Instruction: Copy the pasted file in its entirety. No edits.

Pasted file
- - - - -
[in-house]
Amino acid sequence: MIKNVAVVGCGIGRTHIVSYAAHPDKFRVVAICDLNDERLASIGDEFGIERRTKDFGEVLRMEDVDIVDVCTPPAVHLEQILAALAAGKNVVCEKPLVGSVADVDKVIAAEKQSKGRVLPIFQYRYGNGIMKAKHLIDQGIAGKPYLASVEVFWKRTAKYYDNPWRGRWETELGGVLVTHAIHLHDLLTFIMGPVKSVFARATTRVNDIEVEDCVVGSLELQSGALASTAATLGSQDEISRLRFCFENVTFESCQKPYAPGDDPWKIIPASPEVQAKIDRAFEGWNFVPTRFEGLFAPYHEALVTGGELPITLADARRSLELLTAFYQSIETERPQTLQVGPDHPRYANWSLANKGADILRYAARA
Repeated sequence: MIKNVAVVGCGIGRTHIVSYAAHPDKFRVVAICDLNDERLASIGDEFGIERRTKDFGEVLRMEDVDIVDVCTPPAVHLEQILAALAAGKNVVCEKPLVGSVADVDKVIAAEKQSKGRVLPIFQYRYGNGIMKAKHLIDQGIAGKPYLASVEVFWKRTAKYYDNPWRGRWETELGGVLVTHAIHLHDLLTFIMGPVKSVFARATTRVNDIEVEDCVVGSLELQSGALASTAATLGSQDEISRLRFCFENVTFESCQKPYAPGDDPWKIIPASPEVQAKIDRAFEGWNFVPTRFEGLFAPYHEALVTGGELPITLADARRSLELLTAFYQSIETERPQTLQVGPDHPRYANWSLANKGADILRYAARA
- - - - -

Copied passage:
[in-house]
Amino acid sequence: MIKNVAVVGCGIGRTHIVSYAAHPDKFRVVAICDLNDERLASIGDEFGIERRTKDFGEVLRMEDVDIVDVCTPPAVHLEQILAALAAGKNVVCEKPLVGSVADVDKVIAAEKQSKGRVLPIFQYRYGNGIMKAKHLIDQGIAGKPYLASVEVFWKRTAKYYDNPWRGRWETELGGVLVTHAIHLHDLLTFIMGPVKSVFARATTRVNDIEVEDCVVGSLELQSGALASTAATLGSQDEISRLRFCFENVTFESCQKPYAPGDDPWKIIPASPEVQAKIDRAFEGWNFVPTRFEGLFAPYHEALVTGGELPITLADARRSLELLTAFYQSIETERPQTLQVGPDHPRYANWSLANKGADILRYAARA
Repeated sequence: MIKNVAVVGCGIGRTHIVSYAAHPDKFRVVAICDLNDERLASIGDEFGIERRTKDFGEVLRMEDVDIVDVCTPPAVHLEQILAALAAGKNVVCEKPLVGSVADVDKVIAAEKQSKGRVLPIFQYRYGNGIMKAKHLIDQGIAGKPYLASVEVFWKRTAKYYDNPWRGRWETELGGVLVTHAIHLHDLLTFIMGPVKSVFARATTRVNDIEVEDCVVGSLELQSGALASTAATLGSQDEISRLRFCFENVTFESCQKPYAPGDDPWKIIPASPEVQAKIDRAFEGWNFVPTRFEGLFAPYHEALVTGGELPITLADARRSLELLTAFYQSIETERPQTLQVGPDHPRYANWSLANKGADILRYAARA